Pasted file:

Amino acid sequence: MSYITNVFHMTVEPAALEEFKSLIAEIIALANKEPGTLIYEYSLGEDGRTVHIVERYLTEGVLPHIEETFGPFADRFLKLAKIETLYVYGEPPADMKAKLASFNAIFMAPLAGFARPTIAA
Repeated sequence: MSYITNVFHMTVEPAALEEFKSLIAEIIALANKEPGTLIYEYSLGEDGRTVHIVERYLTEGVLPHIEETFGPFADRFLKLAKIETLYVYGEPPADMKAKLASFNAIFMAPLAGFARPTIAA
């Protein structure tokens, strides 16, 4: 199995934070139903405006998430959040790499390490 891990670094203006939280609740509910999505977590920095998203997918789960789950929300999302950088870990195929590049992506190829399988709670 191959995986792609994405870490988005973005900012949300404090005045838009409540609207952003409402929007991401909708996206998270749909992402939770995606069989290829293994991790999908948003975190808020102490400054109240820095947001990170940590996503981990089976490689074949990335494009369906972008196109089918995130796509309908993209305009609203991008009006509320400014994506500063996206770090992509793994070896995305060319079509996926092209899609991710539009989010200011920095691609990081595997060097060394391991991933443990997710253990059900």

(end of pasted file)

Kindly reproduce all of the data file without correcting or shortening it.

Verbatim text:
Amino acid sequence: MSYITNVFHMTVEPAALEEFKSLIAEIIALANKEPGTLIYEYSLGEDGRTVHIVERYLTEGVLPHIEETFGPFADRFLKLAKIETLYVYGEPPADMKAKLASFNAIFMAPLAGFARPTIAA
Repeated sequence: MSYITNVFHMTVEPAALEEFKSLIAEIIALANKEPGTLIYEYSLGEDGRTVHIVERYLTEGVLPHIEETFGPFADRFLKLAKIETLYVYGEPPADMKAKLASFNAIFMAPLAGFARPTIAA
């Protein structure tokens, strides 16, 4: 199995934070139903405006998430959040790499390490 891990670094203006939280609740509910999505977590920095998203997918789960789950929300999302950088870990195929590049992506190829399988709670 191959995986792609994405870490988005973005900012949300404090005045838009409540609207952003409402929007991401909708996206998270749909992402939770995606069989290829293994991790999908948003975190808020102490400054109240820095947001990170940590996503981990089976490689074949990335494009369906972008196109089918995130796509309908993209305009609203991008009006509320400014994506500063996206770090992509793994070896995305060319079509996926092209899609991710539009989010200011920095691609990081595997060097060394391991991933443990997710253990059900």